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Israelis discover blind scorpion

The species is known to live in South America but it's the first time they have been found in the Middle East region.

india Updated: Jun 01, 2006 22:56 IST

Israeli researchers on Thursday announced that they had discovered several new terrestrial and aquatic species, including a blind scorpion, inside a cave in the centre of the country.

"We found eight kinds of invertebrates unknown to science around 120 metres underground," Professor Amos Fromkin of Jerusalem's Hebrew University told a press conference.

"This a first-grade discovery for science," he added, while displaying glass jars containing the new discoveries.

The largest of the animals was around five centimetres and resembled a white scorpion. The rest could only be seen with the aid of microscopes.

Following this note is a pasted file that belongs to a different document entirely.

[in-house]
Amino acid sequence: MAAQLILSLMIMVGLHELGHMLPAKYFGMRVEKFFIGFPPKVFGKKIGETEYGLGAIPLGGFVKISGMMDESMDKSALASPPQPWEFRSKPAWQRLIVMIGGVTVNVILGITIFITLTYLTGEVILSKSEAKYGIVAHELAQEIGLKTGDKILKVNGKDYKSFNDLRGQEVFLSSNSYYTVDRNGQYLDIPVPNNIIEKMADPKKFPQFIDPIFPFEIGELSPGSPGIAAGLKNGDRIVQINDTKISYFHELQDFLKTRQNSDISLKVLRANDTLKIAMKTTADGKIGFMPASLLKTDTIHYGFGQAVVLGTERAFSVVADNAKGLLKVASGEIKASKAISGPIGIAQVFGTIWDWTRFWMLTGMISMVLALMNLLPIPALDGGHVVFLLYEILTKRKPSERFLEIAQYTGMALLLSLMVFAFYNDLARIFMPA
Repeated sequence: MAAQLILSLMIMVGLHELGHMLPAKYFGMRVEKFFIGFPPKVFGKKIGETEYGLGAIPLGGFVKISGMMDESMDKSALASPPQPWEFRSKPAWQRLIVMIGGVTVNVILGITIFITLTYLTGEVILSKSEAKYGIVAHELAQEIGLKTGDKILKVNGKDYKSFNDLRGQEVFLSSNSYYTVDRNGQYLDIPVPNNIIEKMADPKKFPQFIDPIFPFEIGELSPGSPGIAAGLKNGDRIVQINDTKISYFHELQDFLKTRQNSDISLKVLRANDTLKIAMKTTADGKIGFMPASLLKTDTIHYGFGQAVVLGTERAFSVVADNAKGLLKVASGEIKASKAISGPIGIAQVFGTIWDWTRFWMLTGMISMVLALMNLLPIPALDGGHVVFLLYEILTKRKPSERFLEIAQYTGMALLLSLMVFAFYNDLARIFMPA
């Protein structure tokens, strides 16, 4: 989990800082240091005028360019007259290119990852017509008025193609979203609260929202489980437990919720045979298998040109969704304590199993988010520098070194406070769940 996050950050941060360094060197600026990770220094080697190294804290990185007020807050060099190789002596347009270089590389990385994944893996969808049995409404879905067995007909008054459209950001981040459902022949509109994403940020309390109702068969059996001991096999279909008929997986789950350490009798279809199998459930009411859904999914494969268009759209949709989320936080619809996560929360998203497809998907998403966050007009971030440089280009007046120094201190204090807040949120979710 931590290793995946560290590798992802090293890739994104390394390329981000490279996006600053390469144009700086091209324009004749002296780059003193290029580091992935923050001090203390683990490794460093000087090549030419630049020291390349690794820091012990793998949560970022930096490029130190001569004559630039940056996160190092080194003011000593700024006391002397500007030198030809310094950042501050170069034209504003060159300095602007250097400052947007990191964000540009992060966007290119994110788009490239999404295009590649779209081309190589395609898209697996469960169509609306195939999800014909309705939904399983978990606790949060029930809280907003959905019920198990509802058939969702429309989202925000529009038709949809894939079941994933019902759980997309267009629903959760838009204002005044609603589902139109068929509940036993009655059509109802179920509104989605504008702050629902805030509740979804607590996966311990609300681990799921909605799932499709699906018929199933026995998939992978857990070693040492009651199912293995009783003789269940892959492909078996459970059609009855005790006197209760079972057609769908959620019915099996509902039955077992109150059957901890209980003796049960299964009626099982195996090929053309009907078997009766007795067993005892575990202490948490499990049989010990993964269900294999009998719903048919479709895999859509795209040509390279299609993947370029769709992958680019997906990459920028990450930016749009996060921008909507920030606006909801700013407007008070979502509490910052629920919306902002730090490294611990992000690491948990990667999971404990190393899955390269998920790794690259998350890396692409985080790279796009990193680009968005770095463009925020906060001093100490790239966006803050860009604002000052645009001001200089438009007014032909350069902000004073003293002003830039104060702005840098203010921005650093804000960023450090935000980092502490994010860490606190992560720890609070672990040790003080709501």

All were discovered in a cave in the Rale region, close to Tel Aviv, during research into the ecosystems of aquifers.

"The fact that these species have been apparently living for millions of years in the caves without ever having been discovered is very rare," said Hanan Dimentman of the university's department of ecology.

"Their whole way of life is totally new to us, it's like a new world underground."

The discoveries have yet to be given a name but Dimentman said they could be divided into categories of scorpions and bacteria.

"The blind scorpions that we discovered are predators and are distant cousins of other scorpions which have never been found before in the Middle East," he added.

Species of blind scorpions are known to live in South America but it is the first time they have been discovered in the Middle East region.

First Published: Jun 01, 2006 22:56 IST